"Early on, I did both figurative and non-figurative paintings; I was initially influenced by Indian miniatures [...] I started eliminating the figures and just saw the proportions of colours." (V. S. Gaitonde in an interview with M. Lahiri, Patriot, 27 September 1985) PROPERTY FROM THE COLLECTION OF KUMARI REKHA RAY CHOWDHURY OF SANTOSH


signed in Hindi (lower left)
watercolor and ink on card laid on cardboard
10¼ x 7 in. (26 x 17.7 cm.)
Executed circa early 1950s
Acquired directly from the artist circa mid-1990s by a private collector, Bombay
Acquired from the above in 2002 by the present owner
The dimensions of this work are 10 1/4 x 7 in. (26 x 17.7 cm.).



The last year has seen Vasudeo S. Gaitonde receive unprecedented posthumous acclaim. After achieving the highest world auction record for any Indian modern painting in Christie’s first auction in India, Gaitonde has been the subject of a landmark retrospective at the Guggenheim Museum in New York (2014/15) which will travel to the Peggy Guggenheim Museum in Venice in October this year.

Gaitonde is described by many as a purely abstract painter, however, the present work painted in the early 1950s is a pivotal moment capturing the artist’s exploration and treatment of color and the human figure. In 1943 he enrolled at the Sir J.J. School of Art where he mastered the sophisticated relationship between line, light and color that began with the tradition of Indian miniature painting, which he keenly observed during these formative years. This exquisite jewel of a painting shows the influence classical miniature paintings had on the artist, evident in the format of the work, with use of flattened perspective removing depth so as to unify the composition into one single picture plane. The artisanal techniques, application of color and virtuosic line in rendering the women and birds also pay homage to Jain manuscript paintings.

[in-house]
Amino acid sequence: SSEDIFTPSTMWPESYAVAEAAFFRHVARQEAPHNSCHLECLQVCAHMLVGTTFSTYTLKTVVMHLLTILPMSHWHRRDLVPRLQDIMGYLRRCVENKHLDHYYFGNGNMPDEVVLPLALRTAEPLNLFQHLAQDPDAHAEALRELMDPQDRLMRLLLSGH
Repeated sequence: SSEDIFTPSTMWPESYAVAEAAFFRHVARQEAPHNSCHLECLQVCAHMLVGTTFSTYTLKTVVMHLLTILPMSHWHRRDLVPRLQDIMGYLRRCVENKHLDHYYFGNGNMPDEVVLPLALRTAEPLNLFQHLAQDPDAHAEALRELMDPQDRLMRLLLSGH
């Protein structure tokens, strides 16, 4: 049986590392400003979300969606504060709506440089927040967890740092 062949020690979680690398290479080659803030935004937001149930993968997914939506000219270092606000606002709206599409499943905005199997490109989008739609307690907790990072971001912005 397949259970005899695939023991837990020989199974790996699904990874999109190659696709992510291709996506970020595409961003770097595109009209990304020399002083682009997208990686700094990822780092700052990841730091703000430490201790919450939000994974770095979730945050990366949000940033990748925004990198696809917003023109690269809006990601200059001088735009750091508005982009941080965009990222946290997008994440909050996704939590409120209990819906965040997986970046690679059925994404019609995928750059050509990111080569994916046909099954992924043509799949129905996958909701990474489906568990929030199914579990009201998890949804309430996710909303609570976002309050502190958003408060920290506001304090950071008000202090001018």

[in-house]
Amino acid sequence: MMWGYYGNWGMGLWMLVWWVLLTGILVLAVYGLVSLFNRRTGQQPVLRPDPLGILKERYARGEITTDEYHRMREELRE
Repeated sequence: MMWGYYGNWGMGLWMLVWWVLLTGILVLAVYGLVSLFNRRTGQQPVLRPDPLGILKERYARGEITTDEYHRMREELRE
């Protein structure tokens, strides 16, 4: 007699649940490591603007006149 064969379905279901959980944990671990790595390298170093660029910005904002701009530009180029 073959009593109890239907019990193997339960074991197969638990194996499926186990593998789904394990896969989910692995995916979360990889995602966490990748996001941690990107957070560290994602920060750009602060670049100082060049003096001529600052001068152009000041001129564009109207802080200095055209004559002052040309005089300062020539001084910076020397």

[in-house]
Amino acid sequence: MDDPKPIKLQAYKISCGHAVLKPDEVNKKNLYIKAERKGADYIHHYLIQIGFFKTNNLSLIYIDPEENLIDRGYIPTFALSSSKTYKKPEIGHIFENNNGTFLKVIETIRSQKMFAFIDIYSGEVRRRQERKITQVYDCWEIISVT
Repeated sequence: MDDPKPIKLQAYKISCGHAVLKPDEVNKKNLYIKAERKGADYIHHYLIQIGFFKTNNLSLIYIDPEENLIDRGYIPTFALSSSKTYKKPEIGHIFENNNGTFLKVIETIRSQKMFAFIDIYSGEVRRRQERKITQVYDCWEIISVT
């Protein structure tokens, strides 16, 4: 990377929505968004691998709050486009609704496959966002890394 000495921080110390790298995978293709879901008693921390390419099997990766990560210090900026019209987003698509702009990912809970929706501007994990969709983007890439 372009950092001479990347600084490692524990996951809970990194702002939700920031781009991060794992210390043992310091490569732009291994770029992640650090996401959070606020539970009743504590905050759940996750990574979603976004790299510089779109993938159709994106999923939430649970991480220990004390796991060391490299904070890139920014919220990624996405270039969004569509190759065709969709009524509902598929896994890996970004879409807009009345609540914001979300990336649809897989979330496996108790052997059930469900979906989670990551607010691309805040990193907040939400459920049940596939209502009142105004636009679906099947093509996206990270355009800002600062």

This early example was most likely painted around the same time as a comparable 1953 painting, which featured in the retrospective at the Guggenheim in New York. Critic, Holland Cotter, in seeing these early works describes Gaitonde’s drawings of woman during this formative period as examples of “woman done in western Indian miniature style: The body is fully frontal, the head and feet, impossibly, in profile; arms and breasts look tacked on.” (H. Cotter, ‘An Indian Modernist With a Global Gaze’ The New York Times, Jan 1 2015)

During the 1950s the work of Paul Klee had also become available in reproductions in books (often in black and white) but his formal influence and use of the whimsical, stylized figure as a mechanism for experimentation resonates in Gaitonde’s oeuvre at this juncture. Krishen Khanna discussed the inescapable influence of Klee on Gaitonde, in terms of lyricism, and figuration in art. “In the early years of course Paul Klee had a great influence […] It was a new chapter in painting and it suited his [Gaitonde’s] temperament […] he was very lyrical and was tempered by music and poetry and that saved him. He made very poetic images...He took off from the figure and melded it into his theory, his color theory […] Gaitonde was a perfect draftsman, he was not slovenly; there are many painters who don’t know what the line can do. He was an impeccable painter […] painting has its own language, its own resonance, its ups and downs, its own life, and that is what he [Gaitonde] lived.” (Krishen Khanna cited in S. Poddar, V. S. Gaitonde: Painting as Process, Painting as Life, New York, 2014, p. 21)

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